In his seminal work of comics theory/criticism, Understanding Comics, Scott McCloud writes about “closure” as a central element to comics literacy – that is the ability to fill in “the gutter” so to speak, the space between the panels – in order to make them have a form of narrative continuity. The reader is the central component providing “the sense” between what otherwise might be disparate isolated squares of art and words.
In my current dissertation project I am working with a further development of this idea, calling it “macro-closure” (at least until I can find a better name for it). While McCloud is interested in how we read (and make) comics, any comics, I am mostly interested in superhero comics, and even when I am not (the main focus of the first chapter, maybe two, of my dissertation is Love & Rockets) I am interested in how mainstream American comics (i.e. superhero comics, stuff by the Big Two) influence so-called alternative comics. As such, continuity is a central concern for these bloated dinosaur superhero franchises. Fifty-plus years of stories has made quite a mess, a mess that both DC and Marvel have tried to clean up more than once, leading to an even bigger mess of contradictions, parallel worlds, ruptures. . .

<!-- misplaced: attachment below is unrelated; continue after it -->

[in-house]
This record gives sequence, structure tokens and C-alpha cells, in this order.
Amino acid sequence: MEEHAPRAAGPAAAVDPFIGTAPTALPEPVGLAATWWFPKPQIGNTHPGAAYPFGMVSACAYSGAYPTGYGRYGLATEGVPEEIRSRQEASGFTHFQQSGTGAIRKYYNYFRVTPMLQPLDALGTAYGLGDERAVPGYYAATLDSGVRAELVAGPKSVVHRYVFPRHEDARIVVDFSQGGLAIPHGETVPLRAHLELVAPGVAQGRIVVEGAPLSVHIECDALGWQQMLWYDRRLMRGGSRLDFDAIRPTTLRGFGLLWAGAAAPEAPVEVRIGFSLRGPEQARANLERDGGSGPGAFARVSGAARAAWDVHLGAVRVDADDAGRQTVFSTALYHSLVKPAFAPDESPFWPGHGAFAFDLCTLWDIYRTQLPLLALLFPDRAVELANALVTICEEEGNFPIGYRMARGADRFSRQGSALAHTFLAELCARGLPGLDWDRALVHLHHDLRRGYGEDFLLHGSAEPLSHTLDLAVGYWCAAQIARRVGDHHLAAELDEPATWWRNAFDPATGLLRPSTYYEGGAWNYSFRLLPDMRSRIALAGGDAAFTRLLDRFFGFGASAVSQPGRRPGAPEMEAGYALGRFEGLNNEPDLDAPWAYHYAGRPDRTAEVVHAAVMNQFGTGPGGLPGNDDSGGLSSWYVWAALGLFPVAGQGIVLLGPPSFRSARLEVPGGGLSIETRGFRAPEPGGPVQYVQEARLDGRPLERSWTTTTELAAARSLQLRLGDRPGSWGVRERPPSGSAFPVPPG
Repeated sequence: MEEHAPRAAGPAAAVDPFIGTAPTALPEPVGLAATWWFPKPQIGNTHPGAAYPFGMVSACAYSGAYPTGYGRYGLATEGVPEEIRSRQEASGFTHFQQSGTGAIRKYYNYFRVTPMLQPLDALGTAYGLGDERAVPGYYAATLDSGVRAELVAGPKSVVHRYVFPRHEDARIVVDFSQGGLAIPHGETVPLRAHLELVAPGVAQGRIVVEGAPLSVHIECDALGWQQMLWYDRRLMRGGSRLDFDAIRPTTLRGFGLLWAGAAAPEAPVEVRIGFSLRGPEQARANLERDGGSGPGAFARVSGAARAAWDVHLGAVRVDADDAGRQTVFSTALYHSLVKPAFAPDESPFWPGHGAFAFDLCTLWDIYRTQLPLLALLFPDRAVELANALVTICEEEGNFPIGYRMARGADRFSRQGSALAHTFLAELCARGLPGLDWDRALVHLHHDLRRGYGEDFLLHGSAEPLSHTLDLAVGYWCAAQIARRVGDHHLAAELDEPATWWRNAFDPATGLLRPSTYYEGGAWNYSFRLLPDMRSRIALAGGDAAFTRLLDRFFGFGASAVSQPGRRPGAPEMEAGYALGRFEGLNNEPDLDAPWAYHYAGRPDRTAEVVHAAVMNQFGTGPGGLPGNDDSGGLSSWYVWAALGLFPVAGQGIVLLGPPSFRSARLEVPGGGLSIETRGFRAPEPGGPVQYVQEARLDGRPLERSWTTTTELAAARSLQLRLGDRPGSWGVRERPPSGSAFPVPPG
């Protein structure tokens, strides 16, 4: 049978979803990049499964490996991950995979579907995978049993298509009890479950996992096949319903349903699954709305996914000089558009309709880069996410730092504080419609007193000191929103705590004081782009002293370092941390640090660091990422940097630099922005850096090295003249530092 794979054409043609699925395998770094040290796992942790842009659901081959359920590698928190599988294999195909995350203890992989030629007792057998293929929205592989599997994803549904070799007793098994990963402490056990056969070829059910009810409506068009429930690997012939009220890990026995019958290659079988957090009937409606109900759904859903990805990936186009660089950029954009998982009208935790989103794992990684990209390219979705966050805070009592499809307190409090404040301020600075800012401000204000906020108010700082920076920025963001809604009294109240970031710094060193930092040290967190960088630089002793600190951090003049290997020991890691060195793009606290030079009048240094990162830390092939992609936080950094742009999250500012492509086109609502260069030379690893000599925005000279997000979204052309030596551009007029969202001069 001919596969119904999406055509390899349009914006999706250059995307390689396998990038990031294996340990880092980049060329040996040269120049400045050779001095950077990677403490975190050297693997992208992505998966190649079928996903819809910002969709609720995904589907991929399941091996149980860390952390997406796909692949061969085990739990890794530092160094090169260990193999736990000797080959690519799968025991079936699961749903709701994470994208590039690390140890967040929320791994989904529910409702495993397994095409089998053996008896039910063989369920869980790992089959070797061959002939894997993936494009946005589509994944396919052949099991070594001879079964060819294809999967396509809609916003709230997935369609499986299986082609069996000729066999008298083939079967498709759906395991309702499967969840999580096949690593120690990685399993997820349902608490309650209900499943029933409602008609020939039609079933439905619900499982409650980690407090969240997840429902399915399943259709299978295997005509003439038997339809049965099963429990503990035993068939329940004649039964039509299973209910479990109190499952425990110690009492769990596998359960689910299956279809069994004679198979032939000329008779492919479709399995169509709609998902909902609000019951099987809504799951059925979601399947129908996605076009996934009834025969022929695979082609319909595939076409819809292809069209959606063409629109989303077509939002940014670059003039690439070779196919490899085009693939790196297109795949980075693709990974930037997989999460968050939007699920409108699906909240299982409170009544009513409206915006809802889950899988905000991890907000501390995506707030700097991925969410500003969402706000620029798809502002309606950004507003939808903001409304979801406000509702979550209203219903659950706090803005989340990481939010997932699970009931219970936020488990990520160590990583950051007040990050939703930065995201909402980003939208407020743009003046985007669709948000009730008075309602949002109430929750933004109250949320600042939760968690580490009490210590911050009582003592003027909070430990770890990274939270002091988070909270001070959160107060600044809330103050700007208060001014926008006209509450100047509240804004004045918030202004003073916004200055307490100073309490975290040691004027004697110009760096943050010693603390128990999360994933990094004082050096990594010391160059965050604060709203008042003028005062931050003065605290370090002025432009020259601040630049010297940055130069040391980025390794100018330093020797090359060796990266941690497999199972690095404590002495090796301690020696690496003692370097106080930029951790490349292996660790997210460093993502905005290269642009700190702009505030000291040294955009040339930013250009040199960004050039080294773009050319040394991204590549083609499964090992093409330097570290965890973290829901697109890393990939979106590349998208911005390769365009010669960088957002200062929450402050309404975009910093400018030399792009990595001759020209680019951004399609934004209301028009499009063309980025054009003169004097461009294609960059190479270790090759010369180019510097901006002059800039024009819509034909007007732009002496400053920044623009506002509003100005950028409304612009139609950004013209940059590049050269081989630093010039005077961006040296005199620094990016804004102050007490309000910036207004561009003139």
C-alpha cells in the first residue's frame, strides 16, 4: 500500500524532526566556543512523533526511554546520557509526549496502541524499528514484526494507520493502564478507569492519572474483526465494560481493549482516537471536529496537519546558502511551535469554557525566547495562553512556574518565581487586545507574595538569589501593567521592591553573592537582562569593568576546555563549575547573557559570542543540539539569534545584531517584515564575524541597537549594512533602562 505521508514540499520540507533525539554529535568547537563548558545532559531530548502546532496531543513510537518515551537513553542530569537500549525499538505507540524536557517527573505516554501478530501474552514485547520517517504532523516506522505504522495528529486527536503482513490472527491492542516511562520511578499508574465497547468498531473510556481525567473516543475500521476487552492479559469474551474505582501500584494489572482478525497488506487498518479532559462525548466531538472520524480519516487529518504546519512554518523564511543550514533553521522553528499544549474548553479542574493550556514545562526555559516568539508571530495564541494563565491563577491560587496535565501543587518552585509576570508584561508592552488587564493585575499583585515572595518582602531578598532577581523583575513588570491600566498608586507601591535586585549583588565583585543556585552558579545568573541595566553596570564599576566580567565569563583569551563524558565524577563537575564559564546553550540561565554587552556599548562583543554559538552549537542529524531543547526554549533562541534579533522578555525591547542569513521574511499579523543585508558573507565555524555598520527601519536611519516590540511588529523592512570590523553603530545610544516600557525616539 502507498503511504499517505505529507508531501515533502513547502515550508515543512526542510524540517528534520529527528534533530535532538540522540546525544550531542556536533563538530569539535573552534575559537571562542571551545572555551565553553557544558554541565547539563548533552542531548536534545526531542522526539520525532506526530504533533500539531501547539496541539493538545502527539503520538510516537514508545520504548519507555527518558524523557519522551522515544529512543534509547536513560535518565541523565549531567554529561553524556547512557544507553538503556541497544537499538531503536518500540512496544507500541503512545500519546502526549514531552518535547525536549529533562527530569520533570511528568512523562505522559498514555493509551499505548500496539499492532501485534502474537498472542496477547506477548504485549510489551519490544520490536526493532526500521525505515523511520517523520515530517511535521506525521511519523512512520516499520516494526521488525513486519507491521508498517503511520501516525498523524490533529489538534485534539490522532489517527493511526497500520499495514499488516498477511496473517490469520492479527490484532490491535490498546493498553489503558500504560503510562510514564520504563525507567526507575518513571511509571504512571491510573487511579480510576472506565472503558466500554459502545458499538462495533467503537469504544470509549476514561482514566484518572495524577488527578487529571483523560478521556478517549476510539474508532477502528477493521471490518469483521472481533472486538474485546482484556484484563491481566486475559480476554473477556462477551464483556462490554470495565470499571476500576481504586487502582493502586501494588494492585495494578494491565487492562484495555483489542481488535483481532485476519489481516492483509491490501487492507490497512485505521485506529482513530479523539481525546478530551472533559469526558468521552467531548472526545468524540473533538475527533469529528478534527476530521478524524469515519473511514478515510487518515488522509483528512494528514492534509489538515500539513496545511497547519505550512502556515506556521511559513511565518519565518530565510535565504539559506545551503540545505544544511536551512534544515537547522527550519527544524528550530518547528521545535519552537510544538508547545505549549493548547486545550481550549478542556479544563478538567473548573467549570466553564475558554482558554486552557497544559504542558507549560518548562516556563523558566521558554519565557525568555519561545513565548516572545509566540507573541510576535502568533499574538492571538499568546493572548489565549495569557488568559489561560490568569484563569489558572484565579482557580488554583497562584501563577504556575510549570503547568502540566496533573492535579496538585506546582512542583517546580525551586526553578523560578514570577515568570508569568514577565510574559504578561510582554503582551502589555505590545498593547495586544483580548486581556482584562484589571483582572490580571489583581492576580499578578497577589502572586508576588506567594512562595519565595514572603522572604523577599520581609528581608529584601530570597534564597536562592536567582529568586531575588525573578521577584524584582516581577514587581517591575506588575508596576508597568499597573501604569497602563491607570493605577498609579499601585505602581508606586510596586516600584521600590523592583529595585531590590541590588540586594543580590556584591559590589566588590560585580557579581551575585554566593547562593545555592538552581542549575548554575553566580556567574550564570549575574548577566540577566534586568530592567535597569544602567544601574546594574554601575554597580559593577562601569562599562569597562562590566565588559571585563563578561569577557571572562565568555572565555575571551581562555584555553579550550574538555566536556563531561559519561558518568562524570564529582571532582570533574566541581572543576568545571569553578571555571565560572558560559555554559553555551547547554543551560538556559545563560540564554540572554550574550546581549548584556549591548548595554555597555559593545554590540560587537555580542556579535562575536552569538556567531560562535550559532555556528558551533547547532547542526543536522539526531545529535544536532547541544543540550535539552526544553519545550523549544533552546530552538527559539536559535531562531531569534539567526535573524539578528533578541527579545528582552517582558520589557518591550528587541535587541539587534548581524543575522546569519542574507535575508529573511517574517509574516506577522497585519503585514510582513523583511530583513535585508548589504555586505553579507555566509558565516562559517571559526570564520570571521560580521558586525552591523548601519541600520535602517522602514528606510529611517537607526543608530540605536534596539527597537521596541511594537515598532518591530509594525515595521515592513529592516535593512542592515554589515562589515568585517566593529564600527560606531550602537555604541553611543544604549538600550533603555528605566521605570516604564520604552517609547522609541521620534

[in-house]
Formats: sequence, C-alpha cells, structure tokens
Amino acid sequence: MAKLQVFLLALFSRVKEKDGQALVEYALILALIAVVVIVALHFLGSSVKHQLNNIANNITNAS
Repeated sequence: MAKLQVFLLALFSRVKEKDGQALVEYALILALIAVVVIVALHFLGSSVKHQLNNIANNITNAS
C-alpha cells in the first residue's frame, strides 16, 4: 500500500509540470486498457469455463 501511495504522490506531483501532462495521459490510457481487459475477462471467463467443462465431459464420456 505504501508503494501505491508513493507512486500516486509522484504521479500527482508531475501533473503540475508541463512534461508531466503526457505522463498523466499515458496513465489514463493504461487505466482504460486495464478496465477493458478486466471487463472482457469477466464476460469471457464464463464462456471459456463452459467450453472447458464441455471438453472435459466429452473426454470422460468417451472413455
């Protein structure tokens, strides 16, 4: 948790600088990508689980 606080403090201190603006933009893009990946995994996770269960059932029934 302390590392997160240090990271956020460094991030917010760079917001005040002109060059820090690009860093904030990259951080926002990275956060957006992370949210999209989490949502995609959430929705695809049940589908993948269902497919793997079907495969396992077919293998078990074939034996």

But it is my assertion that part of being a superhero comics fan is this practice of broader closure, of finding ways to smooth over the ruptures, to make sense of the contradictions, even if often in order to make that sense we as readers have to positionally erase events from the continuity, mostly by just not thinking about them, arguing their lack of legitimacy, making a case for the greater authenticity of other aspects of the convoluted history of a character or a title.
Furthermore, those ruptures are productive for comics writers, because they provide entry points in what is a non-linear narrative that is constantly being re-written, re-imagined – new meanings are always emerging from the old.
When I was a kid I didn’t have regular access to a comics shop. I still bought my comics at a newsstand, or if I was lucky, I’d find a box of them to pick through at a flea market. As such, there were huge gaps in my collection. I could not count on getting new comics every Wednesday. I could not count on getting the next issue of Amazing Spider-man to find out what happened next, but I learned enough of the tropes of the genre that I could piece it together. As much as I would have loved to own every issue to connect up the 1960s Ditko-era Spidey with the Roger Stern period of my heyday in the 80s, I did not need that gap filled in by issues (if anything those would only reinforce the contradiction of a Peter Parker who had not aged despite being college-aged in the 60s), instead I could use the elastic nature of comic time to bring any two or more stories together, to make sense of how he moved from event to the other. I could find my own closure between issues or between titles or between versions of the character. It was my engagement with the form that unified the character through my identification with it. Ultimately, the if the story made sense it was because of what I as the reader provided it.